Aphids are small (less than 1/4 inch), soft bodied insects that have sucking mouth parts. For some reason, they have traditionally been called "plant lice" even though they are no relation.

Some types of aphids feed on one species of plants only while others may feed on several different plant species. They have a somewhat complicated life cycles that may include females who can produce eggs without being fertilized by a male. Several generations of only females can be produced over one summer.

Wooly aphids cover themselves with a waxy substance that make them look like a small cotton ball.

As with most sucking insects the key symptoms include the yellowing of the foliage due to the extraction of the green molecule of chlorophyll. In the process of digesting the sap from a plant, aphids excrete a sticky substance called honeydew that falls on leaves below. This causes the leaves to take on a shiny appearance and may lead to the growth of a black, smokey colored fungus called sooty mold.

The best sign of an aphid infestation is the actual presence of the insect itself. Although small, aphids are easily seen with the unaided eye. They do move around but, while they are eating, they have their snout stuck into the plant tissue. Aphids will be found feeding on the bottom of leaves and on tender new plant shoots.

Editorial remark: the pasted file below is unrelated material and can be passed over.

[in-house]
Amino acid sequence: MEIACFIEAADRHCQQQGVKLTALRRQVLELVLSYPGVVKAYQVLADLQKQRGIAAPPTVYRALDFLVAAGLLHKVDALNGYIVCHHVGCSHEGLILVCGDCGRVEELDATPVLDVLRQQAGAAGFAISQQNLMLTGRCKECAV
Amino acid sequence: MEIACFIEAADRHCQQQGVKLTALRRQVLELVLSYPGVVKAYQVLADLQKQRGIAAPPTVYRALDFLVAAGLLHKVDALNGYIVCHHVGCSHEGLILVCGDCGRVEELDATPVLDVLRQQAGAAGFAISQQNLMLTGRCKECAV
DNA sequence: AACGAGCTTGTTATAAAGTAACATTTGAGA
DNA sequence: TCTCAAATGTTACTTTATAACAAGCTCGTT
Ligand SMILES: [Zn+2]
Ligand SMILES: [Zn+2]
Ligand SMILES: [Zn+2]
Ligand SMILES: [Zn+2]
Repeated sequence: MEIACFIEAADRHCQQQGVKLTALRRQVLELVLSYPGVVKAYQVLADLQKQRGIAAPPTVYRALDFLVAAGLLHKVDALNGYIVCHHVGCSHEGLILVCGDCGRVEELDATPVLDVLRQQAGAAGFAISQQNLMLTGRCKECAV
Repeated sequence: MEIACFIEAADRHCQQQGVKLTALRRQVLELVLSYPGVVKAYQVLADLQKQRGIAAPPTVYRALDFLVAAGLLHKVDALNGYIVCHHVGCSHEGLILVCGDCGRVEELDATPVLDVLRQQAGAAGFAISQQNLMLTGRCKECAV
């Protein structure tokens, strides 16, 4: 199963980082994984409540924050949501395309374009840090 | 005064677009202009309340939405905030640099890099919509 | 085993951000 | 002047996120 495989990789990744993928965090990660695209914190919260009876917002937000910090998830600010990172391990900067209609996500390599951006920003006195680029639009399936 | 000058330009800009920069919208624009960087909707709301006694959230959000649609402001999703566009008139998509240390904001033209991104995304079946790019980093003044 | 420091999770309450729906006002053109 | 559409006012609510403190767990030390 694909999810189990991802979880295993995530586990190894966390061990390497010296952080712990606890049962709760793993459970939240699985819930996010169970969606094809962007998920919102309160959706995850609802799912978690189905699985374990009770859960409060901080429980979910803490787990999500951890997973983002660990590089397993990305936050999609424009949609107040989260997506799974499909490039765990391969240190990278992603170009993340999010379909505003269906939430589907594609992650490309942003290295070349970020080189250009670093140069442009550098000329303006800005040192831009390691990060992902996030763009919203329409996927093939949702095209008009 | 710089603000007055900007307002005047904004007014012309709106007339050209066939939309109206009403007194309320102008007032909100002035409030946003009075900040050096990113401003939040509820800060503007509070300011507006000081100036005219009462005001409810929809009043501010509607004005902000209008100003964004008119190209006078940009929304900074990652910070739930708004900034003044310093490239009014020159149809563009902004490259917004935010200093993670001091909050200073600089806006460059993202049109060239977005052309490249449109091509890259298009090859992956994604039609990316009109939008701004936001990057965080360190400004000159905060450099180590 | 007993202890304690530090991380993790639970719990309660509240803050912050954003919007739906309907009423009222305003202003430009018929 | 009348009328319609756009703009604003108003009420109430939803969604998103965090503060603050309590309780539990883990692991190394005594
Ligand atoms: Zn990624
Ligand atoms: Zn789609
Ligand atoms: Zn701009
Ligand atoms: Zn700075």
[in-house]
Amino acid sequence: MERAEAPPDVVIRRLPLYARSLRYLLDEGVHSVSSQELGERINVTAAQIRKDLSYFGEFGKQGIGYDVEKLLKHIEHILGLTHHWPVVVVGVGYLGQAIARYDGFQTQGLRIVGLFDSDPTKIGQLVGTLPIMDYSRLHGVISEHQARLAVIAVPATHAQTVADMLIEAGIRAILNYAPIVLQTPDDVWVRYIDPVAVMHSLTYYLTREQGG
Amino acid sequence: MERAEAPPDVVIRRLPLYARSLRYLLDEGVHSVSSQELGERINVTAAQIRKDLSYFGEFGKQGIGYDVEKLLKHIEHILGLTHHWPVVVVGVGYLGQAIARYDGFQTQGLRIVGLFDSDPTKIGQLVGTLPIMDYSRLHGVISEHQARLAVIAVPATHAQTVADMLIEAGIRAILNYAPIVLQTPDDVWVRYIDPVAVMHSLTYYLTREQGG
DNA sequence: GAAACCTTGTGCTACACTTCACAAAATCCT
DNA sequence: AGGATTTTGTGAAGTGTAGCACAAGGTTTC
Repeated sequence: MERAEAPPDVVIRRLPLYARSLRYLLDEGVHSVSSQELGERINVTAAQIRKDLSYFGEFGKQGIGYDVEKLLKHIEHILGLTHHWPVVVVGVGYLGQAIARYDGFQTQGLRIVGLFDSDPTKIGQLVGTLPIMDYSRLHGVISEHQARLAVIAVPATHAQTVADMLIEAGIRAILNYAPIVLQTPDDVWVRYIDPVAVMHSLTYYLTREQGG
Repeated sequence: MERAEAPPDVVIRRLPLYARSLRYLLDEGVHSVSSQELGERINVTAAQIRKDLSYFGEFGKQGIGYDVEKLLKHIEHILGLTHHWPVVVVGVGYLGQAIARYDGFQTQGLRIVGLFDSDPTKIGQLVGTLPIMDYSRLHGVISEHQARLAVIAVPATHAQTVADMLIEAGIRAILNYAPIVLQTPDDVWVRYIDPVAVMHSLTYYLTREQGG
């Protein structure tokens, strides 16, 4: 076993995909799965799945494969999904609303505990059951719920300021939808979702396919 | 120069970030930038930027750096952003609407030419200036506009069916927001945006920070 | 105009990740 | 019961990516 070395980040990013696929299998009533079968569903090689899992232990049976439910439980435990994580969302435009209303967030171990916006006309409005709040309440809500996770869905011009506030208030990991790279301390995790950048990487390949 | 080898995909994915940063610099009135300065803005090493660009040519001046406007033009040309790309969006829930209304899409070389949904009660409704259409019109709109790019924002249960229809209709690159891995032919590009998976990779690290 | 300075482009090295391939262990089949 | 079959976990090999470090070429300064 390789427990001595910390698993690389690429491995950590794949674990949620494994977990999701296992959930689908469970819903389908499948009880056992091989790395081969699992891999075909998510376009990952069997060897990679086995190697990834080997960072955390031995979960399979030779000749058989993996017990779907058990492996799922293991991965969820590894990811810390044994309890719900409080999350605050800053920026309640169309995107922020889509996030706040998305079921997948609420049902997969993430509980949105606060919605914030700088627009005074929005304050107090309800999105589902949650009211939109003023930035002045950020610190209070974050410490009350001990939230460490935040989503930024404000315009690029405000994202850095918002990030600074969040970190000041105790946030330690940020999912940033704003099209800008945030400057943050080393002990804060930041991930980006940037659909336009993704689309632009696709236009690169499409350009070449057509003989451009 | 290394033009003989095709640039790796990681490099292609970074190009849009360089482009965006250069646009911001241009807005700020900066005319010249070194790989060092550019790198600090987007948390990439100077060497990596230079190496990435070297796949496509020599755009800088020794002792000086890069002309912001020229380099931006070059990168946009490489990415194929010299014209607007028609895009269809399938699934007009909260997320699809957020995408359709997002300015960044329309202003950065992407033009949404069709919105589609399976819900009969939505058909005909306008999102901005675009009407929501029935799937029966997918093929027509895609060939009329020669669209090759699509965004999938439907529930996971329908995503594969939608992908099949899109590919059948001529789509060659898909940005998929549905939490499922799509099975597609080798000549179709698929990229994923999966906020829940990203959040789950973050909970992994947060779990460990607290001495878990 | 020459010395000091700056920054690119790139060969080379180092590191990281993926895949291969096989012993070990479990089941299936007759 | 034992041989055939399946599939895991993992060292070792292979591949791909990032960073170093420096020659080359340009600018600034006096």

Aphids are generally not very destructive. If in large numbers, they may stress the plants by withdrawing the sap. So the best prevention is probably just to keep an eye on plants in your landscape that are usual hosts to them.

Fortunately, once they are discovered in large numbers on a plant, aphids are easy to control. Many commercial insecticides are labeled for this insect. Many other options would include the use of insecticidal soaps and other organic treatments.

Note: We have provided some general information and observations on this topic aimed at the home gardener. Before you take any serious action in your landscape, check with your state's land grant university's Cooperative Extension Service for the most current, appropriate, localized recommendations.

Types of Insects

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